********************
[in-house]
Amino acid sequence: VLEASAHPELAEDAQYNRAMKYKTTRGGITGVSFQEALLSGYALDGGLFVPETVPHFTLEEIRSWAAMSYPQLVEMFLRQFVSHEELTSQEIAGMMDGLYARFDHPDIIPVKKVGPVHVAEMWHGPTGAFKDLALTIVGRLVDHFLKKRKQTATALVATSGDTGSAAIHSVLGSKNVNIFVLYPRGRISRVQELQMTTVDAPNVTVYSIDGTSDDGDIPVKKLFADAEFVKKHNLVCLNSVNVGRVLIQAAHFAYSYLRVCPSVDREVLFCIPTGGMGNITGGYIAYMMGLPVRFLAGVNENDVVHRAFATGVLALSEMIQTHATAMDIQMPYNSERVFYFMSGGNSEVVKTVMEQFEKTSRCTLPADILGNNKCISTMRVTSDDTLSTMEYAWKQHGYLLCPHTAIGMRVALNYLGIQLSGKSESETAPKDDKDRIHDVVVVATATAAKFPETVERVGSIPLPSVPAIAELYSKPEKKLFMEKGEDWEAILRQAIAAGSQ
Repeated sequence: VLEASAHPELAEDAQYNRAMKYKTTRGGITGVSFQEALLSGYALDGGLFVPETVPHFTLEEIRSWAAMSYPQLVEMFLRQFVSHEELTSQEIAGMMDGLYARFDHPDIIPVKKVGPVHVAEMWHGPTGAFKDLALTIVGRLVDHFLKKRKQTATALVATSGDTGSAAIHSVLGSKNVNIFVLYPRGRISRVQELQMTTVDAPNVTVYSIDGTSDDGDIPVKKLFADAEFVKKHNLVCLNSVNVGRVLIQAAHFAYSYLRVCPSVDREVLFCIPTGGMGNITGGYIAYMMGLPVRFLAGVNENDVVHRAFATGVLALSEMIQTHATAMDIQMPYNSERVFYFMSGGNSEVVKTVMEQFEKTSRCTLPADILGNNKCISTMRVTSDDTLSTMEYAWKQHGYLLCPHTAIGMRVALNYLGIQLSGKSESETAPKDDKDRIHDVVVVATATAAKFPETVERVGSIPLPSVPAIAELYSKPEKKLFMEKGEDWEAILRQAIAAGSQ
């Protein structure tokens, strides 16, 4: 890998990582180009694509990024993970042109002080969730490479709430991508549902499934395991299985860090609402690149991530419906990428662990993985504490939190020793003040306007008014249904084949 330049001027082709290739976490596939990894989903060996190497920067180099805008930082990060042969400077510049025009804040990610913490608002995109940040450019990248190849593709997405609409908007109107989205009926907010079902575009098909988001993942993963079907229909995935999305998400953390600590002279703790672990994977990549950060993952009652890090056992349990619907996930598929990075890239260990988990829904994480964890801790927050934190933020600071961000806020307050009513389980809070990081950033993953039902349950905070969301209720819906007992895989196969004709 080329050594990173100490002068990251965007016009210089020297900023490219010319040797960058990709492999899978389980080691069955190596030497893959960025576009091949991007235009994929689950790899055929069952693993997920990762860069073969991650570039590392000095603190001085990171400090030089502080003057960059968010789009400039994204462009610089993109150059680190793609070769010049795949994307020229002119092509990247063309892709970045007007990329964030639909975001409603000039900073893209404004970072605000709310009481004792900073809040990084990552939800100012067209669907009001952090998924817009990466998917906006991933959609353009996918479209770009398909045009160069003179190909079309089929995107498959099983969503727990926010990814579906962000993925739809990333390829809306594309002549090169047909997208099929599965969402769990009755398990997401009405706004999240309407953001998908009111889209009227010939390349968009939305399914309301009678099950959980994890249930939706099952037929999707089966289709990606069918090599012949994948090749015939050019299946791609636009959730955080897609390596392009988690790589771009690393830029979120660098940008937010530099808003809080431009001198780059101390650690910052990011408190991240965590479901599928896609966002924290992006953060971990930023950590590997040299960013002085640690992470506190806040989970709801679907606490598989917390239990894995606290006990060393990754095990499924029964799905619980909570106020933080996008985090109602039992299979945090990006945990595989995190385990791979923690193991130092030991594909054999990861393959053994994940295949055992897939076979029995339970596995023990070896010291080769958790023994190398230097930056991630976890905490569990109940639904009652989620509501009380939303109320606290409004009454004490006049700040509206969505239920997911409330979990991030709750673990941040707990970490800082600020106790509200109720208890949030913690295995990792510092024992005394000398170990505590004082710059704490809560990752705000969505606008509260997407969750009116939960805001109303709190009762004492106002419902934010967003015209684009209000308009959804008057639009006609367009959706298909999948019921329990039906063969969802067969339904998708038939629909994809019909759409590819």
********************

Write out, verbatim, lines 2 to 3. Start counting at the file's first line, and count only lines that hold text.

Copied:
Amino acid sequence: VLEASAHPELAEDAQYNRAMKYKTTRGGITGVSFQEALLSGYALDGGLFVPETVPHFTLEEIRSWAAMSYPQLVEMFLRQFVSHEELTSQEIAGMMDGLYARFDHPDIIPVKKVGPVHVAEMWHGPTGAFKDLALTIVGRLVDHFLKKRKQTATALVATSGDTGSAAIHSVLGSKNVNIFVLYPRGRISRVQELQMTTVDAPNVTVYSIDGTSDDGDIPVKKLFADAEFVKKHNLVCLNSVNVGRVLIQAAHFAYSYLRVCPSVDREVLFCIPTGGMGNITGGYIAYMMGLPVRFLAGVNENDVVHRAFATGVLALSEMIQTHATAMDIQMPYNSERVFYFMSGGNSEVVKTVMEQFEKTSRCTLPADILGNNKCISTMRVTSDDTLSTMEYAWKQHGYLLCPHTAIGMRVALNYLGIQLSGKSESETAPKDDKDRIHDVVVVATATAAKFPETVERVGSIPLPSVPAIAELYSKPEKKLFMEKGEDWEAILRQAIAAGSQ
Repeated sequence: VLEASAHPELAEDAQYNRAMKYKTTRGGITGVSFQEALLSGYALDGGLFVPETVPHFTLEEIRSWAAMSYPQLVEMFLRQFVSHEELTSQEIAGMMDGLYARFDHPDIIPVKKVGPVHVAEMWHGPTGAFKDLALTIVGRLVDHFLKKRKQTATALVATSGDTGSAAIHSVLGSKNVNIFVLYPRGRISRVQELQMTTVDAPNVTVYSIDGTSDDGDIPVKKLFADAEFVKKHNLVCLNSVNVGRVLIQAAHFAYSYLRVCPSVDREVLFCIPTGGMGNITGGYIAYMMGLPVRFLAGVNENDVVHRAFATGVLALSEMIQTHATAMDIQMPYNSERVFYFMSGGNSEVVKTVMEQFEKTSRCTLPADILGNNKCISTMRVTSDDTLSTMEYAWKQHGYLLCPHTAIGMRVALNYLGIQLSGKSESETAPKDDKDRIHDVVVVATATAAKFPETVERVGSIPLPSVPAIAELYSKPEKKLFMEKGEDWEAILRQAIAAGSQ